Why do Christians base their entire lives around an event that happened so long ago? How can they be so sure about something that seems so far-fetched? In this post we take a look at some of the evidence to back up Christianity’s most amazing claim; that Jesus Christ died and then rose again.
In the post ‘Was Jesus really God?’ we looked at why the popular view that Jesus was no more than a great moral teacher doesn’t fit the facts. We saw that Jesus’ claims to be God were so outrageous and extreme that the only alternatives open to us are to say (1) that Jesus was an evil man who deliberately set out to deceive people into thinking he was the unique Son of God, when he knew he wasn’t, or (2) that Jesus was insane in that he was convinced he was the unique Son of God, when actually he wasn’t, or (3) that his claims were true. And we asked, “Which of the three possible verdicts best fits the facts?” In this post we are looking at another piece of evidence: his resurrection from the dead.’
Now at this point you might be asking, ‘so what? Even if you convince me that Jesus rose from the dead, so what? How can anything that happened so long ago make any difference to me? It’s irrelevant.’
And that would be a valid opinion but let me counter with this: what if I introduced you to a carpenter who said to you, “soon someone is going to kill me, but after they’ve buried me, three days later I’ll rise from the dead, and then we’ll go out for a meal to celebrate. And my resurrection will be the proof that I’m the Son of God and the key to your eternal destiny”. The natural response would be to ignore him or maybe recommend a psychiatrist! But what if you next saw him on the six o’clock news murdered, certified dead on arrival at hospital and then buried. What if then three days later, he comes up to you in Burger King and says “Hi, do you believe me now?” I daresay you’d take his claim to be God and the key to your eternal destiny a little more seriously, wouldn’t you?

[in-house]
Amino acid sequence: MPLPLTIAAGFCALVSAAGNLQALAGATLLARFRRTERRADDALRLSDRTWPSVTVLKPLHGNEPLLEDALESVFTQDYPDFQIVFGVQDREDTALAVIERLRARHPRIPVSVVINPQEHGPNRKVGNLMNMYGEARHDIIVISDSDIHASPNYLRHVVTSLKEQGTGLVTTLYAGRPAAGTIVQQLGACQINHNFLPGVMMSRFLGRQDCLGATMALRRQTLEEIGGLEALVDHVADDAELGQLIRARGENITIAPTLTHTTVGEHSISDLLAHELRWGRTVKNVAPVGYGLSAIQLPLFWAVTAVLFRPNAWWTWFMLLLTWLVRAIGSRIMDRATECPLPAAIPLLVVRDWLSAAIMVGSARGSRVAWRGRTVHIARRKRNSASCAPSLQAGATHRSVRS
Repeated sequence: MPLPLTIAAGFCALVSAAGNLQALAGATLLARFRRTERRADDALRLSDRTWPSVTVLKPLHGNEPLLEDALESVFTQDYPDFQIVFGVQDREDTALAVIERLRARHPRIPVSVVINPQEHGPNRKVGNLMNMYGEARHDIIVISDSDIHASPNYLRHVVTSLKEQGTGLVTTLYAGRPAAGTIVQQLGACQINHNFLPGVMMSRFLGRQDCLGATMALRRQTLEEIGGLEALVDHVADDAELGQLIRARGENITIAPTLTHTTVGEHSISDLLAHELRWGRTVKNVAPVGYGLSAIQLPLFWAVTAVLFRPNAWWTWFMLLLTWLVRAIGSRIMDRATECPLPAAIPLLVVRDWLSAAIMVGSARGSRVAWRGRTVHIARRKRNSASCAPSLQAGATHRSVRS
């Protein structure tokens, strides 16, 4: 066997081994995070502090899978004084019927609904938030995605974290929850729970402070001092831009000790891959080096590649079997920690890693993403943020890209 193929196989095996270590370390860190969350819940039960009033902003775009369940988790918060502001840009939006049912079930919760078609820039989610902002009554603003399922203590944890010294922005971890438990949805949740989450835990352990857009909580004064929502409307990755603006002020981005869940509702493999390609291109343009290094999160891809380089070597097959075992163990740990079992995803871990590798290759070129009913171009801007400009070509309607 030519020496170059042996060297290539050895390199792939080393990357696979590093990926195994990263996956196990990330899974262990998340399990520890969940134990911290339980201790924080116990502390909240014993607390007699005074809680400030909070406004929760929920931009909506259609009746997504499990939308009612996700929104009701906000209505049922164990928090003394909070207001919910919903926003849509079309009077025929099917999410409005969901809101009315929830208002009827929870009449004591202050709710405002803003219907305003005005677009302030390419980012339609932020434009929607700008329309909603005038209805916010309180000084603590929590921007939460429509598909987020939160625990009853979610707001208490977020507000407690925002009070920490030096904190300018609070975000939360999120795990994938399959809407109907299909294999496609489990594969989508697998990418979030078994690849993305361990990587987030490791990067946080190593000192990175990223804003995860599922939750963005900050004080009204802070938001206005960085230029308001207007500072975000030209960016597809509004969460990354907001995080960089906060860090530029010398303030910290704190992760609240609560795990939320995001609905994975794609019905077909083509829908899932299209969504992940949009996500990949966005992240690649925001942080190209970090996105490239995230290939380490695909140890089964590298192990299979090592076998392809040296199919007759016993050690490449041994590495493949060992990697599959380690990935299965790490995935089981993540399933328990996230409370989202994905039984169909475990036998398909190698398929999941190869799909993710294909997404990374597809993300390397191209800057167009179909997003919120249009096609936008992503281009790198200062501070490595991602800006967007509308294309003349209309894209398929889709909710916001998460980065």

This is exactly why the resurrection of Jesus is so important to the Christian faith, Jesus told his disciples he would raise from the dead and if it could be proved that he actually didn’t, he would be a liar and Christianity would crumble.
However the resurrection evidence shows that Christianity is true – not just for me, but for everyone. Because I can be sure Jesus rose from the dead, I know that Jesus has proved his claims to be true; that he’s alive today. So through faith in him and his resurrection, I know that I can enjoy a relationship with God right now that totally satisfies me, and which will go on forever.